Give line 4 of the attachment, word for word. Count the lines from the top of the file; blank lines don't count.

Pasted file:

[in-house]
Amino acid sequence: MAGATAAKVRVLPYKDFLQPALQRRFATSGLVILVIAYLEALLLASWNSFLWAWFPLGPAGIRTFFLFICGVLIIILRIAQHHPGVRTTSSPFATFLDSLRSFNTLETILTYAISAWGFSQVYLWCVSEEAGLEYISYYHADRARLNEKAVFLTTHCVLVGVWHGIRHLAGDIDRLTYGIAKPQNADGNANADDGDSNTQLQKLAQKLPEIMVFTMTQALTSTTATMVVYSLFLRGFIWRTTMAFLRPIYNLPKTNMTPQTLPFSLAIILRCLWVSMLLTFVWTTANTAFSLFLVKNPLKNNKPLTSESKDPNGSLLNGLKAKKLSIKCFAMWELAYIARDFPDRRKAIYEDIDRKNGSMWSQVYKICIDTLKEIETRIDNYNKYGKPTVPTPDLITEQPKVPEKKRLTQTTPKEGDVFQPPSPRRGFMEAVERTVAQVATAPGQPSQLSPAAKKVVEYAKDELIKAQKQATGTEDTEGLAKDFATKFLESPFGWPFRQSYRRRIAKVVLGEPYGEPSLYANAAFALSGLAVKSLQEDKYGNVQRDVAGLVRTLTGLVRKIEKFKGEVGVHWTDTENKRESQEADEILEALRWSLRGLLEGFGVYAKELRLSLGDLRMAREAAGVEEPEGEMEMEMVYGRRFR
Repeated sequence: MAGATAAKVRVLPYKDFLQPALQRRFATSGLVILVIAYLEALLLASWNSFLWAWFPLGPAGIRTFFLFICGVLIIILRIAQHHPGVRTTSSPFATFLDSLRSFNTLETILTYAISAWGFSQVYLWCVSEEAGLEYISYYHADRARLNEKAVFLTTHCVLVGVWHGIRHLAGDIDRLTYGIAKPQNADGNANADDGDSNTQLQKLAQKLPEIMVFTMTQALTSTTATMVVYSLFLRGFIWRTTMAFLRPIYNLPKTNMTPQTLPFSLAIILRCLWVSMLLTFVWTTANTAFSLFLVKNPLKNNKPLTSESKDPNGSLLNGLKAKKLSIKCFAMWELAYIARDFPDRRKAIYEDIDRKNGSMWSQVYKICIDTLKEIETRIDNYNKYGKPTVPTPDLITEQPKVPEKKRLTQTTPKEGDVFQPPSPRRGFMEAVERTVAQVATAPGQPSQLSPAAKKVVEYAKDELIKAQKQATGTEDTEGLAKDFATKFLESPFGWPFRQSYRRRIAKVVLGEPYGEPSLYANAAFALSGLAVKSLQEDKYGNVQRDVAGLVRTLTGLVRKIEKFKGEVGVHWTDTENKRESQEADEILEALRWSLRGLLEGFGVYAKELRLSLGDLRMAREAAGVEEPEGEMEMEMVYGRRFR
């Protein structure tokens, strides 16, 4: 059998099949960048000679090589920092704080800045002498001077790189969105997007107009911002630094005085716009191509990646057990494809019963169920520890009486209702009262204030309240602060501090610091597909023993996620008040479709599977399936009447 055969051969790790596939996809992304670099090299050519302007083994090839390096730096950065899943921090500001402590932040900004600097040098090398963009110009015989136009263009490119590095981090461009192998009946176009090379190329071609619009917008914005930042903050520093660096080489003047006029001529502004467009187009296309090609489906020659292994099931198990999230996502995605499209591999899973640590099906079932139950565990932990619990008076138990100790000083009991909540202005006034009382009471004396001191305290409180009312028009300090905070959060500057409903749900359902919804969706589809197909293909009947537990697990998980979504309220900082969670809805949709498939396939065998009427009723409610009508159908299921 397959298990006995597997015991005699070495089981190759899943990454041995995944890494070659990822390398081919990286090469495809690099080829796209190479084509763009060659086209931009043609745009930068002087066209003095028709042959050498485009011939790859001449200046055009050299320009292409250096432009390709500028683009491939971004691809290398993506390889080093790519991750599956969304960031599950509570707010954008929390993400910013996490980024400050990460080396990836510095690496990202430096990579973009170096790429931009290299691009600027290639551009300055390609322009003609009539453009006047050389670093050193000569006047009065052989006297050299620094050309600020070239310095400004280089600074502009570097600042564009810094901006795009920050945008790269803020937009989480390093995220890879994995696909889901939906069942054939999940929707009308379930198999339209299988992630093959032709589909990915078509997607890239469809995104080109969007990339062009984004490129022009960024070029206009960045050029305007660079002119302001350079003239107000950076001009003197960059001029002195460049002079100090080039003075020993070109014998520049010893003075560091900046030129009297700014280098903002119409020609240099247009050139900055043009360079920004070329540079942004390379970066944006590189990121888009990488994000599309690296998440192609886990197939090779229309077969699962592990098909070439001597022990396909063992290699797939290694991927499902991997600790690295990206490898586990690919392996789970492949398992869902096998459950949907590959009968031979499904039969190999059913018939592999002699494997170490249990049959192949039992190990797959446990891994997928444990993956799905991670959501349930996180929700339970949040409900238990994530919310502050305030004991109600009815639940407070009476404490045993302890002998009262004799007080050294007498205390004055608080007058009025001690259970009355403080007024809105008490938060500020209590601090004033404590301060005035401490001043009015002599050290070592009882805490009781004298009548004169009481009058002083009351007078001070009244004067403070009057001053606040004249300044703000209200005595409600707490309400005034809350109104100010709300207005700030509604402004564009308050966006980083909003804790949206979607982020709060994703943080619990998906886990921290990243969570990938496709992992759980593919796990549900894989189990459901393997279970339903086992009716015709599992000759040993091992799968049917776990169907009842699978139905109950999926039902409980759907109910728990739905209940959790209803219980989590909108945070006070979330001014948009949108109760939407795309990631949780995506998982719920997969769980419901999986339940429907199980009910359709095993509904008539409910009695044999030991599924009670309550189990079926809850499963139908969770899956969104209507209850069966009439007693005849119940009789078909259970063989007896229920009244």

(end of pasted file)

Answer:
């Protein structure tokens, strides 16, 4: 059998099949960048000679090589920092704080800045002498001077790189969105997007107009911002630094005085716009191509990646057990494809019963169920520890009486209702009262204030309240602060501090610091597909023993996620008040479709599977399936009447 055969051969790790596939996809992304670099090299050519302007083994090839390096730096950065899943921090500001402590932040900004600097040098090398963009110009015989136009263009490119590095981090461009192998009946176009090379190329071609619009917008914005930042903050520093660096080489003047006029001529502004467009187009296309090609489906020659292994099931198990999230996502995605499209591999899973640590099906079932139950565990932990619990008076138990100790000083009991909540202005006034009382009471004396001191305290409180009312028009300090905070959060500057409903749900359902919804969706589809197909293909009947537990697990998980979504309220900082969670809805949709498939396939065998009427009723409610009508159908299921 397959298990006995597997015991005699070495089981190759899943990454041995995944890494070659990822390398081919990286090469495809690099080829796209190479084509763009060659086209931009043609745009930068002087066209003095028709042959050498485009011939790859001449200046055009050299320009292409250096432009390709500028683009491939971004691809290398993506390889080093790519991750599956969304960031599950509570707010954008929390993400910013996490980024400050990460080396990836510095690496990202430096990579973009170096790429931009290299691009600027290639551009300055390609322009003609009539453009006047050389670093050193000569006047009065052989006297050299620094050309600020070239310095400004280089600074502009570097600042564009810094901006795009920050945008790269803020937009989480390093995220890879994995696909889901939906069942054939999940929707009308379930198999339209299988992630093959032709589909990915078509997607890239469809995104080109969007990339062009984004490129022009960024070029206009960045050029305007660079002119302001350079003239107000950076001009003197960059001029002195460049002079100090080039003075020993070109014998520049010893003075560091900046030129009297700014280098903002119409020609240099247009050139900055043009360079920004070329540079942004390379970066944006590189990121888009990488994000599309690296998440192609886990197939090779229309077969699962592990098909070439001597022990396909063992290699797939290694991927499902991997600790690295990206490898586990690919392996789970492949398992869902096998459950949907590959009968031979499904039969190999059913018939592999002699494997170490249990049959192949039992190990797959446990891994997928444990993956799905991670959501349930996180929700339970949040409900238990994530919310502050305030004991109600009815639940407070009476404490045993302890002998009262004799007080050294007498205390004055608080007058009025001690259970009355403080007024809105008490938060500020209590601090004033404590301060005035401490001043009015002599050290070592009882805490009781004298009548004169009481009058002083009351007078001070009244004067403070009057001053606040004249300044703000209200005595409600707490309400005034809350109104100010709300207005700030509604402004564009308050966006980083909003804790949206979607982020709060994703943080619990998906886990921290990243969570990938496709992992759980593919796990549900894989189990459901393997279970339903086992009716015709599992000759040993091992799968049917776990169907009842699978139905109950999926039902409980759907109910728990739905209940959790209803219980989590909108945070006070979330001014948009949108109760939407795309990631949780995506998982719920997969769980419901999986339940429907199980009910359709095993509904008539409910009695044999030991599924009670309550189990079926809850499963139908969770899956969104209507209850069966009439007693005849119940009789078909259970063989007896229920009244």